In this example RemapValueRange nodes are applied to a texture’s individual color channels to increase contrast (Levels): > Note that this operation can be performed using a simpler graph by using float3d adding and multiplication operations on the texture color (this will be a subject for a different post) > Note that a different remapping operation can be performed on each color channel of a texture to adjust its color balance.
Before the value remapping:
After the value remapping tha value in each channel 0.1 -> 0.9 to 0.0 to 1.0:
The same operation performed by multiplication by 1.2 and subtracting 0.1:
CG-Lion Architectural Glazing Presets Pack 1.0 is an custom architectural glazing shader I developed for Cycles render engine, that provides easy setup of real world architectural glazing surfaces, and ships with 40 ready to use material presets.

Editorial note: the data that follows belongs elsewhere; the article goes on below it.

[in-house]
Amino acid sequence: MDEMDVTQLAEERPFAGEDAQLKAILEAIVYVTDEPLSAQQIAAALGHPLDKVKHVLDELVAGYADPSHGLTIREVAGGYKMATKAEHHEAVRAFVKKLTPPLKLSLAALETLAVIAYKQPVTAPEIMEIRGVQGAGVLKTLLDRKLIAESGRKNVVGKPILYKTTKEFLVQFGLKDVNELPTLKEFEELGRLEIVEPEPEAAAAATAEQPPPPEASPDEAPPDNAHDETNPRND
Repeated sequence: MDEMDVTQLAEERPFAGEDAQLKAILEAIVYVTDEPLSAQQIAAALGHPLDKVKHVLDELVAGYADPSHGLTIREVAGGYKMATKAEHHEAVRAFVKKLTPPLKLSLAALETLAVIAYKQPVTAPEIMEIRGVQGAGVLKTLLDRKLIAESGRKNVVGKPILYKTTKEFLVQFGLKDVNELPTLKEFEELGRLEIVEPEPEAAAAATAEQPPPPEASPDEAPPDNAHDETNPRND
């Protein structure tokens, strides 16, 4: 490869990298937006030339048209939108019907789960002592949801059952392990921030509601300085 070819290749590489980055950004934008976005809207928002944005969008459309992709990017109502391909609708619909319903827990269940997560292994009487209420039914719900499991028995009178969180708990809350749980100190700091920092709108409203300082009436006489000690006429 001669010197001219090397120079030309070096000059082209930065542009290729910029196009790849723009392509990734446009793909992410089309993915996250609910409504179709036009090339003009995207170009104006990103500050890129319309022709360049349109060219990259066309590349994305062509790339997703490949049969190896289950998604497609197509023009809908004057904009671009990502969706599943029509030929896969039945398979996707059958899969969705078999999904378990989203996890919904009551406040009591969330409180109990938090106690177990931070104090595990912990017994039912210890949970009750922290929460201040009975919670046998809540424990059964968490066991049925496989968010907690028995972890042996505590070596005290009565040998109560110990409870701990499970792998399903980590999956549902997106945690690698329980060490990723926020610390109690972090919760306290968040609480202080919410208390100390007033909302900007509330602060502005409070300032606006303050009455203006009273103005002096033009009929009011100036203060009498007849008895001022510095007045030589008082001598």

The shader has architecture-friendly real world parameters like ‘frosted‘, ‘milky‘, ‘smoked‘ glass etc., has convenient built-in inputs for effects like selective sand blasting or selective graphic coating and is internally optimized for transparent shadow casting.
Software: 3ds max 2019 | V-Ray Next | V-Ray next GPU
In V-Ray Next (4) for 3ds max, a new Metalness parameter has been added to the Reflect parameters of the VRayMtl material.
This allows for easy creation of realistic metal materials and also effectively enables a PBR workflow with V-Ray.
When the Metalness parameter is set to 1.0, the material becomes completely reflective, the Diffuse color controls the general reflection color, and the Reflect color (which should generally be set to white) controls the reflection color at grazing incidence angle.